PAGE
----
Nick Translation and Random Hexamer Labeling of DNA
- 503 Downloads
Labeled nucleotides (radioactive or fluorescent) can be incorporated efficiently into double-stranded DNA by nick translation. Nick translation works by using DNase and DNA polymerase I enzymes. DNase cuts one strand of the DNA, exposing 5′-phosphoryl and 3′-hydroxyl (OH) termini DNA. Polymerase I adds deoxyribonucleoside triphosphate (dNTPs), including labeled dNTPs to the exposed 3′-OH strand and at the same time, the polymerase exonuclease activity digests from the exposed 5′ end. In this way, a new complementary strand, including labeled dNTPs is produced (1). It is also possible to incorporate radioactive nucleotides into DNA using a enzymatic primer extension technique (2). In this method, random hexanucleotides are annealed to the denatured DNA to be used as the probe. These are used as a primer for enzymatic extension in the presence of the four dNTPs, one of which is radiolabeled.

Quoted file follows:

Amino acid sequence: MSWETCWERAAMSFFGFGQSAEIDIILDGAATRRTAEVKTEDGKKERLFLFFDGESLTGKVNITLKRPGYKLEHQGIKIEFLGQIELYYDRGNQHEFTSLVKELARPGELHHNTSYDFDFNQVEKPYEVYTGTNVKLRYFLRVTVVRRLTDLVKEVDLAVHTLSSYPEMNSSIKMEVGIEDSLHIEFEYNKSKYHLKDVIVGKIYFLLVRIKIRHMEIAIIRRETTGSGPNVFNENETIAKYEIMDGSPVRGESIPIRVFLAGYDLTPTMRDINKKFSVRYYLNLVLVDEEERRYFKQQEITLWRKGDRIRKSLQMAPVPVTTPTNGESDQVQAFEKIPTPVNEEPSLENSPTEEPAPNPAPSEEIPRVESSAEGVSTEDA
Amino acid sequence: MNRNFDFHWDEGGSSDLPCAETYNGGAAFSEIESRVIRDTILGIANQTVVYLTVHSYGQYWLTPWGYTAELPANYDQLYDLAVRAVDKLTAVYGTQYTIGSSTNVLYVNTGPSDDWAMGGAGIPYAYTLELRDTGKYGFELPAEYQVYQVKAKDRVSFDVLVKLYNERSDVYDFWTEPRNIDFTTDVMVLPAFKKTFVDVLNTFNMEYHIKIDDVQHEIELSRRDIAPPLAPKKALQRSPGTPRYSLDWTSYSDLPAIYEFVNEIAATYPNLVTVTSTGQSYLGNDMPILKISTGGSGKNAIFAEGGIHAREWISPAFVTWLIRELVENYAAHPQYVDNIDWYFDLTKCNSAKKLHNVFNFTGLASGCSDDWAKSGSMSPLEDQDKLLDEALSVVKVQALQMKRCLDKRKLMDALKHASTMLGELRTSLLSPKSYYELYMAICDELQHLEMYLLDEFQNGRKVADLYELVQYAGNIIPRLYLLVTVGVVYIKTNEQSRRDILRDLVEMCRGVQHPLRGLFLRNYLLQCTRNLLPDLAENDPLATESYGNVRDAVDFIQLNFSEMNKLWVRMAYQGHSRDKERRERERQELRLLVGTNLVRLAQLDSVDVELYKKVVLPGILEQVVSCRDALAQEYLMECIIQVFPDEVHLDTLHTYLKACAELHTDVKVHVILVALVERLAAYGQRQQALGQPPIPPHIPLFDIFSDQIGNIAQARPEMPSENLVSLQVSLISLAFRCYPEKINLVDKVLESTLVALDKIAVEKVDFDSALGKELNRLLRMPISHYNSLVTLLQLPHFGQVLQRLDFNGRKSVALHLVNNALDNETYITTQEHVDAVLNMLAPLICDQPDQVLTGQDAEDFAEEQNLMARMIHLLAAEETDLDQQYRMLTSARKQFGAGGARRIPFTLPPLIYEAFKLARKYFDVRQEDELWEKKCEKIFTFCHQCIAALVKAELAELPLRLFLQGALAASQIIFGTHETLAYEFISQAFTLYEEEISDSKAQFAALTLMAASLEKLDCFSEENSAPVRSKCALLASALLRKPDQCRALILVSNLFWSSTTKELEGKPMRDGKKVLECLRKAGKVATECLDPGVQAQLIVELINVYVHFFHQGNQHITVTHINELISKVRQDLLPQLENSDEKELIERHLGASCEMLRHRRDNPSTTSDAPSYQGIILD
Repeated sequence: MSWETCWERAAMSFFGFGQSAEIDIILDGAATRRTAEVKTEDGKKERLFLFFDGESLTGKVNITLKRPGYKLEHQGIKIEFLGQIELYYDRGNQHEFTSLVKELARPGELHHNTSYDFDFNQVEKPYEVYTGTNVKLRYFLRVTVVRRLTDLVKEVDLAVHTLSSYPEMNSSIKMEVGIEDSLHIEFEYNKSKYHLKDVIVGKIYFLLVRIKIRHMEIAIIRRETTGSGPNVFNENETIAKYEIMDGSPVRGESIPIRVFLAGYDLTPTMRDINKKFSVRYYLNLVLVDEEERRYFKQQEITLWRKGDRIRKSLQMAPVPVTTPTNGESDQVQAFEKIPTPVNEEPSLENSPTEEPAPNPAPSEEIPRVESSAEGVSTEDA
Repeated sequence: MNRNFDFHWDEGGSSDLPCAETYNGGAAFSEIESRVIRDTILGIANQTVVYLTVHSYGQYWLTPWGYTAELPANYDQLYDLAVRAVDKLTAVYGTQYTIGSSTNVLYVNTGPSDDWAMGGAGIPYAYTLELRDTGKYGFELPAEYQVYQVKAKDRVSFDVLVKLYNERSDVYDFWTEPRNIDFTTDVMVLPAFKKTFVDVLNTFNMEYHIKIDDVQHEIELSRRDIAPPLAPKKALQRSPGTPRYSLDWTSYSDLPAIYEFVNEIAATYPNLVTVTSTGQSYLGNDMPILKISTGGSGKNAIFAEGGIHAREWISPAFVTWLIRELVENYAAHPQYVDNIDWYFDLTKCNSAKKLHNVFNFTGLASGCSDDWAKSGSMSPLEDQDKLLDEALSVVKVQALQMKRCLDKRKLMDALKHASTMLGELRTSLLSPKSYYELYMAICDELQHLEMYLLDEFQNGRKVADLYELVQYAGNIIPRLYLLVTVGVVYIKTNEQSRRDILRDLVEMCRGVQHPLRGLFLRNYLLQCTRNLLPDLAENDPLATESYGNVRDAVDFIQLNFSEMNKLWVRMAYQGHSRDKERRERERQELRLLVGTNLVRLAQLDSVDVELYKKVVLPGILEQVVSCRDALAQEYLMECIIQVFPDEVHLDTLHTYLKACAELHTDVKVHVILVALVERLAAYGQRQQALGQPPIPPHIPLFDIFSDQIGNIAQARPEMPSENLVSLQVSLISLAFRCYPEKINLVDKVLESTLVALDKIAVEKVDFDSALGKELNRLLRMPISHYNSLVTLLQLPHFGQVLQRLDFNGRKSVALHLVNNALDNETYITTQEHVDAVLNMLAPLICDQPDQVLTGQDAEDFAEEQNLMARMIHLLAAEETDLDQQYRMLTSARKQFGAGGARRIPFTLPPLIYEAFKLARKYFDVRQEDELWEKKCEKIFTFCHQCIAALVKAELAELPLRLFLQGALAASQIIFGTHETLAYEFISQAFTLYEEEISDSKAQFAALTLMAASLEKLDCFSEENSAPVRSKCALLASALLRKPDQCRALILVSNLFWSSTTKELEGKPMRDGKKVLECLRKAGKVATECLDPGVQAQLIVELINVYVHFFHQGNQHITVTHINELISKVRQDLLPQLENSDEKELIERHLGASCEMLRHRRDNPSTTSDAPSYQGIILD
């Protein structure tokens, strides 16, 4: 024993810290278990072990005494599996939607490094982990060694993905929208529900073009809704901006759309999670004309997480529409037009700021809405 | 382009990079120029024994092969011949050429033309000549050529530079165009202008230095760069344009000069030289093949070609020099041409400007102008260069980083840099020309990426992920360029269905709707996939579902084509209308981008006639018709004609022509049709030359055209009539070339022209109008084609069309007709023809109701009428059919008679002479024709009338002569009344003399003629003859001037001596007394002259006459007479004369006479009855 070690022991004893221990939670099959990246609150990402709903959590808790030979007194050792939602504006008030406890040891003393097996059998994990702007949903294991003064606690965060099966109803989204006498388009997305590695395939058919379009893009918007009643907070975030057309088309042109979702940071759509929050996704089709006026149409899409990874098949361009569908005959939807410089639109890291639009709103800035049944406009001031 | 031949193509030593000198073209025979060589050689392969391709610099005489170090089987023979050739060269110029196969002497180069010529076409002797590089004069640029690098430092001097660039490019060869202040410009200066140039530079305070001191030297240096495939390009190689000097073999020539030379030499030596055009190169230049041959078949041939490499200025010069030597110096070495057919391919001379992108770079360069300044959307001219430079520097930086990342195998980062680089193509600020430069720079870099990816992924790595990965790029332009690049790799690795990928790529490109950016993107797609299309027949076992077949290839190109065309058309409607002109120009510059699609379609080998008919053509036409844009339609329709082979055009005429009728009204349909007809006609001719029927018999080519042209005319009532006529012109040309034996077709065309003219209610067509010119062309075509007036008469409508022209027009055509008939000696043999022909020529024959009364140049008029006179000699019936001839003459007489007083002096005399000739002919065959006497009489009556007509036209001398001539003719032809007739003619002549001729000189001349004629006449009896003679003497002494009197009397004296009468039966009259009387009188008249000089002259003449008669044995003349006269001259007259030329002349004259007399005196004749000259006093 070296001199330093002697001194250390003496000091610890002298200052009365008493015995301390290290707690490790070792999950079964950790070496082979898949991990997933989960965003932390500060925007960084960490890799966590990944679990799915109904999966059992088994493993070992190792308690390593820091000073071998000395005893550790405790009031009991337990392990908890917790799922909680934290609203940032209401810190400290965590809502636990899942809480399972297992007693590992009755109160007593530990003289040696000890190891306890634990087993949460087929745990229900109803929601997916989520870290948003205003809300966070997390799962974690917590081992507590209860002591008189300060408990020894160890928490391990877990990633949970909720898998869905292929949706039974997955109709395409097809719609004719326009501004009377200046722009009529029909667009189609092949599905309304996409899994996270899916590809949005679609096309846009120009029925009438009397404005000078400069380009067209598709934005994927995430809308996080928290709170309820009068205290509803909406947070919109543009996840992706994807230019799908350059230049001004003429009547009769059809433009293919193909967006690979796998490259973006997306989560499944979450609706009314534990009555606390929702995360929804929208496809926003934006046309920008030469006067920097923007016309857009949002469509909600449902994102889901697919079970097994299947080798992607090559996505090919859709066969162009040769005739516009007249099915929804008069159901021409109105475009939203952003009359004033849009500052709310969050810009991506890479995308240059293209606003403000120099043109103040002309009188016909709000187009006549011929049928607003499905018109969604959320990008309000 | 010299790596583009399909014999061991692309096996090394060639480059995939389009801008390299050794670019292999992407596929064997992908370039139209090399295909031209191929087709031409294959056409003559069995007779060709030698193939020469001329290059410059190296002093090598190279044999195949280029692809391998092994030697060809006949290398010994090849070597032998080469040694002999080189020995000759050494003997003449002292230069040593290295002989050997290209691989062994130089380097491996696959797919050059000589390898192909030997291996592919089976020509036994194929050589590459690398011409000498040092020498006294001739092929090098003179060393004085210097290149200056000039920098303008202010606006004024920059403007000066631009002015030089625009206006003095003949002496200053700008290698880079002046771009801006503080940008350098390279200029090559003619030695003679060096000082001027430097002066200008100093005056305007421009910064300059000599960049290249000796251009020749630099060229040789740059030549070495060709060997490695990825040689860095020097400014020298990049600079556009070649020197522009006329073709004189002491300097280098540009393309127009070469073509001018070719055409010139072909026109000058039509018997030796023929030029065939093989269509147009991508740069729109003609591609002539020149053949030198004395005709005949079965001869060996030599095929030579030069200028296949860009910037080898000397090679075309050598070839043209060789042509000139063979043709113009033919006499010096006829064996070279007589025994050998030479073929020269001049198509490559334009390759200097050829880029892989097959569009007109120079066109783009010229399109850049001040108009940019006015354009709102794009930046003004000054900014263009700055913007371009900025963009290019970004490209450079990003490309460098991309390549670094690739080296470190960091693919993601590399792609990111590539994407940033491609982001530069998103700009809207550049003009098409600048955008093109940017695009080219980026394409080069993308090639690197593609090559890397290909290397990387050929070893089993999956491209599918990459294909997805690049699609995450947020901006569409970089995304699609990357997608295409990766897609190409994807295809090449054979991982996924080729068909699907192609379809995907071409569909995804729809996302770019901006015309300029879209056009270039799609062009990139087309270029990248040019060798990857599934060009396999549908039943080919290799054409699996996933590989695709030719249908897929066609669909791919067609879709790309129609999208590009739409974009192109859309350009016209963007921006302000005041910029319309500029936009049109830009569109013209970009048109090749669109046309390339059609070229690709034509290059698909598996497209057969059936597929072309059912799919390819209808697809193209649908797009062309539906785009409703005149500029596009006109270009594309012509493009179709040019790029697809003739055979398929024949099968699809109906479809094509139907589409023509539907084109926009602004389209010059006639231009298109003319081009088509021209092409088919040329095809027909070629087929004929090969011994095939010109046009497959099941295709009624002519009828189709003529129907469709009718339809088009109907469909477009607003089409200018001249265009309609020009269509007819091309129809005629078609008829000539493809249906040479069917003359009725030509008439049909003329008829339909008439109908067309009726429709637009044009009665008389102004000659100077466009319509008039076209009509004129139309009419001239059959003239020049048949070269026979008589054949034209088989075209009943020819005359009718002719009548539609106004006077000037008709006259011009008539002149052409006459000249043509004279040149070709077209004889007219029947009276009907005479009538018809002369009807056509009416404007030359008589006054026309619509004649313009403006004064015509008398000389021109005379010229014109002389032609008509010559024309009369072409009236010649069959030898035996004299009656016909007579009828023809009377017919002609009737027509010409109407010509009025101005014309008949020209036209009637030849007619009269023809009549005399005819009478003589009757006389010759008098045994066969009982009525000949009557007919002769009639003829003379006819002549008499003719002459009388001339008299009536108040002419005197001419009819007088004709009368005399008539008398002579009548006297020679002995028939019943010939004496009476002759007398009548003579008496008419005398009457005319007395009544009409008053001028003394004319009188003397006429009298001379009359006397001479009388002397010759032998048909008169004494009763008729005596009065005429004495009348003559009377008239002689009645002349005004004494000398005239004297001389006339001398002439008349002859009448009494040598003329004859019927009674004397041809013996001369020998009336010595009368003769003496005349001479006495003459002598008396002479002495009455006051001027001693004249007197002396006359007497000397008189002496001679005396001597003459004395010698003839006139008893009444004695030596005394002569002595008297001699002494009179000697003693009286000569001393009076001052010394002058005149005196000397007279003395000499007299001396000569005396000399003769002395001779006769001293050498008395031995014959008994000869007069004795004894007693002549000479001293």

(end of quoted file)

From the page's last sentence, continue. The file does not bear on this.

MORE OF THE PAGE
KeywordsAmersham Pharmacia Biotech Stop Solution Complementary Strand Nick Translation Unincorporated Nucleotide